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Sketch of the Mythology of the North American Indians First Annual Report of the Bureau of Ethnology to the Secretary of the Smithsonian Institution, 1879-80, Government Printing Office, Washington, 1881, pages 17-56

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The wonders of the course of nature have ever challenged attention. In savagery, in barbarism, and in civilization alike, the mind of man has sought the explanation of things. The movements of the heavenly bodies, the change of seasons, the succession of night and day, the powers of the air, majestic mountains, ever-flowing rivers, perennial springs, the flight of birds, the gliding of serpents, the growth of trees, the blooming of flowers, the forms of storm-carved rocks, the mysteries of life and death, the institutions of society—many are the things to be explained. The yearning to know is universal. How and why are everlasting interrogatories profoundly instinct in humanity. In the evolution of the human mind, the instinct of cosmic interrogation follows hard upon the instinct of self-preservation.

In all the operations of nature, man's weal and woe are involved. A cold wave sweeps from the north—rivers and lakes are frozen, forests are buried under snows, and the fierce winds almost congeal the life-fluids of man himself, and indeed man's sources of supply are buried under the rocks of water. At another time the heavens are as brass, and the clouds come and go with mockery of unfulfilled promises of rain, the fierce midsummer sun pours its beams upon the sands, and blasts heated in the furnace of the desert sear the vegetation; and the fruits, which in more congenial seasons are subsistence and luxury, shrivel before the eyes of famishing men. A river rages and destroys the adjacent valley with its flood. A mountain bursts forth with its rivers of fire, the land is buried and the people are swept away. Lightning shivers a tree and rends a skull. The silent, unseen powers of nature, too, are at work bringing pain or joy, health or sickness, life or death, to mankind. In like manner man's welfare is involved in all the institutions of society. How and why are the questions asked about all these things—questions springing from the deepest instinct of self-preservation.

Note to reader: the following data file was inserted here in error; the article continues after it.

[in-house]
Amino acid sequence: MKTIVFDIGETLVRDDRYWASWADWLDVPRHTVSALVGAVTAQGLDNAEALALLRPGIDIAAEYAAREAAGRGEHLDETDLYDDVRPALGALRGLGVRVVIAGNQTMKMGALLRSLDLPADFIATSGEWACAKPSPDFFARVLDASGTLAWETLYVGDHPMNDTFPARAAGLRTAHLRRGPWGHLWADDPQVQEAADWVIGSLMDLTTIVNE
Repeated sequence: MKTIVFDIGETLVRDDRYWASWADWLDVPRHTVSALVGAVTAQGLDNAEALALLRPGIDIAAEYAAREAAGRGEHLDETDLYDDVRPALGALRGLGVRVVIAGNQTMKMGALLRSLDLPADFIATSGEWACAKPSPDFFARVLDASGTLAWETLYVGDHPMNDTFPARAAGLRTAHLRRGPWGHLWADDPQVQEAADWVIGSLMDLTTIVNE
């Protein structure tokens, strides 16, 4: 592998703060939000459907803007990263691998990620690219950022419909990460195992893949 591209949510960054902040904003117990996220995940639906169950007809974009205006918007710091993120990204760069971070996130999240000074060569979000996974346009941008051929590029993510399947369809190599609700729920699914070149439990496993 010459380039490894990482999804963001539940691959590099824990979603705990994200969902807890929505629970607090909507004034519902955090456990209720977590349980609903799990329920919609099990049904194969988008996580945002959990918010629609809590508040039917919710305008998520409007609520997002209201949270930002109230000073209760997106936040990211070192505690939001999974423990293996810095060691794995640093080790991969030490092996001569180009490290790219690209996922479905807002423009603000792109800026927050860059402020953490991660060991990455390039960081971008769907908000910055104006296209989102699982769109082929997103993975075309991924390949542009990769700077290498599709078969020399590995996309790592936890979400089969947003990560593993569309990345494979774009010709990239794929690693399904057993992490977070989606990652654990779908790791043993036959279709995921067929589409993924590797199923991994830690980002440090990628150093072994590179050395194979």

In all stages of savage, barbaric, and civilized inquiry, every question has found an answer, every how has had its thus, every why its because. The sum of the answers to the questions raised by any people constitute its philosophy; hence all peoples have had philosophies consisting of their accepted explanation of things. Such a philosophy must necessarily result from the primary instincts developed in man in the early progress of his differentiation from the beast. This I postulate: if demonstration is necessary, demonstration is at hand. Not only has every people a philosophy, but every stage of culture is characterized by its stage of philosophy. Philosophy has been unfolded with the evolution of the human understanding. The history of philosophy is the history of human opinions from the earlier to the later days—from the lower to the higher culture.

In the production of a philosophy, phenomena must be discerned, discriminated, classified. Discernment, discrimination, and classification are the processes by which a philosophy is developed....